Setting Up the Quest
Before you get to writing out your great adventure, there are a few less exciting steps you have to take to help make it easier on future readers to visualize the piece as a game and not a movie script. While you can technically write these out in Final Draft, I chose to write mine in Word because it allows me more freedom than Final Draft would, which is quite limiting in terms of dialogue branching.
Additionally, if you really intend to write out the entire video game (which would be amazing), I suggest writing out a summary or outline of the entire piece before you start attacking this quest. Because if you are like me and already have trouble keeping your own story straight in a novel or in a film, imagine how difficult it is to do it in a video game with various outcomes!
Assuming you already have a name for your game picked out, we will begin by writing a short introduction that sets things up for this quest. When you write an open world video game, the player can stumble upon quests in any order they choose, so it’s really important to give the situation context. Below I have copied an example for a sample video game I wrote just for this blog post, so steal the idea to your heart’s content!
There are no rules here on how to write this paragraph of course, only that the more information you put down the easier it’ll be for you later on to tie this to other quests without having to reread the entire thing. For example, you can see I make mention of another quest that might alter the world situation. As a result, for the rest of this quest, I will be required to write “if” situations in my dialogue trees accounting for Bleu being there, something I will touch up on later. I also make mention of the possibility that the player might completely miss the quest “Darkness at Sea,” so that later I would write out what happens if the player misses that quest and how it affects everything else.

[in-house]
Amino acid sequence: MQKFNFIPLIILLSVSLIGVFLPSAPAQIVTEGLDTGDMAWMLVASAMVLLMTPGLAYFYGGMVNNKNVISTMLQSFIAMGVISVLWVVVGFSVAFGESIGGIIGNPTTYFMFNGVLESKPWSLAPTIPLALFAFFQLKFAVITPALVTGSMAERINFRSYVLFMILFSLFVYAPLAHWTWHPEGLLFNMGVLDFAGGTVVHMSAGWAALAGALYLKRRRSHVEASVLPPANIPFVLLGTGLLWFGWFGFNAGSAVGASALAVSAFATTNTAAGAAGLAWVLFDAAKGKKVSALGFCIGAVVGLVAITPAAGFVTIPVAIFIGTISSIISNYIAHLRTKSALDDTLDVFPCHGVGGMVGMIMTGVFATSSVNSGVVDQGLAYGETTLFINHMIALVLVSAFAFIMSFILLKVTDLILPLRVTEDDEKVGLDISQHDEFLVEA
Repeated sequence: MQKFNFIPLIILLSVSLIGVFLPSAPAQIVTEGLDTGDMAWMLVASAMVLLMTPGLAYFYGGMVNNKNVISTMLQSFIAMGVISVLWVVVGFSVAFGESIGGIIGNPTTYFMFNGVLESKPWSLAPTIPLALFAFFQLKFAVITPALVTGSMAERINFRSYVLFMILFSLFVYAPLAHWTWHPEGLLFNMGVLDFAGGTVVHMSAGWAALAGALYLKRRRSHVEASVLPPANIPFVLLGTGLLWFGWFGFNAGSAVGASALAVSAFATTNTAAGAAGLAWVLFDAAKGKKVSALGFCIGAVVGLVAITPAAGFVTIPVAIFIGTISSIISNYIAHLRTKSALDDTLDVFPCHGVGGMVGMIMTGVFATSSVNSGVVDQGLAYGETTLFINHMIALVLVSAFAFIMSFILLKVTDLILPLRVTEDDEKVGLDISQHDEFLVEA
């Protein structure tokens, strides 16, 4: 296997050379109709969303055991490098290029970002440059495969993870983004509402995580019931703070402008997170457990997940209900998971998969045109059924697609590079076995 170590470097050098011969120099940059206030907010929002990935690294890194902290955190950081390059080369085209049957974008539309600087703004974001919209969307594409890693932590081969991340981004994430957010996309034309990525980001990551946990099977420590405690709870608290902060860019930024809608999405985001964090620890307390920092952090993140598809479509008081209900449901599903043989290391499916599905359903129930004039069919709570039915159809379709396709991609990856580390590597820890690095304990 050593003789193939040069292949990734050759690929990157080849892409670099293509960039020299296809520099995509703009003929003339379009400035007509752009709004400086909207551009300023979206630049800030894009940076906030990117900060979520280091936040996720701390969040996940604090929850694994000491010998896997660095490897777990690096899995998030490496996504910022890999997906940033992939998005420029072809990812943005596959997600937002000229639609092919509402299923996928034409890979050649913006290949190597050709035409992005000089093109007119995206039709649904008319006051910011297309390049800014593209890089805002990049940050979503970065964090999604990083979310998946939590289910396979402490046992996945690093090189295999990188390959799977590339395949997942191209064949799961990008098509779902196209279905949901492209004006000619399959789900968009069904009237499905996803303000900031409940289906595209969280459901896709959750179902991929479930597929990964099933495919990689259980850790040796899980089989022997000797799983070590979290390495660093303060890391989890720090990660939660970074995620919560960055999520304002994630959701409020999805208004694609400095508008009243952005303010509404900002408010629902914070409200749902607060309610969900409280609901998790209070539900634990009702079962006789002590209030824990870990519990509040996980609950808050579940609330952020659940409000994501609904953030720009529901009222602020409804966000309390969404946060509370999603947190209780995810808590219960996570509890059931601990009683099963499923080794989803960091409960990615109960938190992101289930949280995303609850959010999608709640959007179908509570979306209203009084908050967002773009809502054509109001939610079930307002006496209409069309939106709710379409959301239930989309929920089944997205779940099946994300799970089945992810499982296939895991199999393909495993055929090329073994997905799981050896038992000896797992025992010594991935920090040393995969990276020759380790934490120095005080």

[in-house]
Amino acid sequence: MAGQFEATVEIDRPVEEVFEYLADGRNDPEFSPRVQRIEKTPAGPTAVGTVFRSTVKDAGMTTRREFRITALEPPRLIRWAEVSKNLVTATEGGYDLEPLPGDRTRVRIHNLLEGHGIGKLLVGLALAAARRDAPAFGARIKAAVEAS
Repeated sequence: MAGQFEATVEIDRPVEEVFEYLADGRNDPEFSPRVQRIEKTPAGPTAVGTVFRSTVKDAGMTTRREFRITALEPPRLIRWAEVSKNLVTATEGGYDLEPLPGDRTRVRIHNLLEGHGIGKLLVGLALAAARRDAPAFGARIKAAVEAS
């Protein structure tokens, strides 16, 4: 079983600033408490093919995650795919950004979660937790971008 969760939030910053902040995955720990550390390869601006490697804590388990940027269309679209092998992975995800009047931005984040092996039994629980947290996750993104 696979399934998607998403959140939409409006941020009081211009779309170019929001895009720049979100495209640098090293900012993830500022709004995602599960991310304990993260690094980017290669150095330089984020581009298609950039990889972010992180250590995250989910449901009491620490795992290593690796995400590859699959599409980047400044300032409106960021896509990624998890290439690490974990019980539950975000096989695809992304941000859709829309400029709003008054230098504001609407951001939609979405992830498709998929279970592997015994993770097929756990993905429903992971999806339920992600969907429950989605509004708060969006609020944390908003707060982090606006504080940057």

Sounds complex and like a lot to keep up with, right? You can see why we’re sticking to one quest now – for now.
2. Set Up the Location
If you’ve written a screenplay, you’ll be familiar with this format on how to write out the location of the scene. But for those of you who don’t know, I’ve provided an example as to how you’ll write your locations out in a modified slug line form.
As you can see, this is the beginning of the quest. For your first quest we are going to write things out very streamlined and like the player is very focused and following the quest exactly as things might go. Of course, that’s not how things games are usually played, but for the sake of learning the basics, we’ll imagine that’s how it is, because that’s how you’ll write it.
Of course, most quests are not limited to one location. That would be boring. So later, as your player enters spooky caves or luminous palaces, you’ll have to let people know that in your video game script the same way, only you won’t keep writing “Quest” over and over again like I did in the first example, because everything within this world takes place in this quest.
So for my game, Lily, my protagonist and the player, meets a guy named Sebastian. He asks her to visit his house, and so when she enters his house I would show it as such:
You’ll notice I switched from “EXT” to “INT,” which means switching from interior to exterior. But I also switched locations. In my game, Dynacora is the country my player was exploring, but they’ve now chosen to enter the city that initiates the “Darkness at Sea” quest, so to make things more clear I’ve changed my locations so that Swallow City is now the leading location.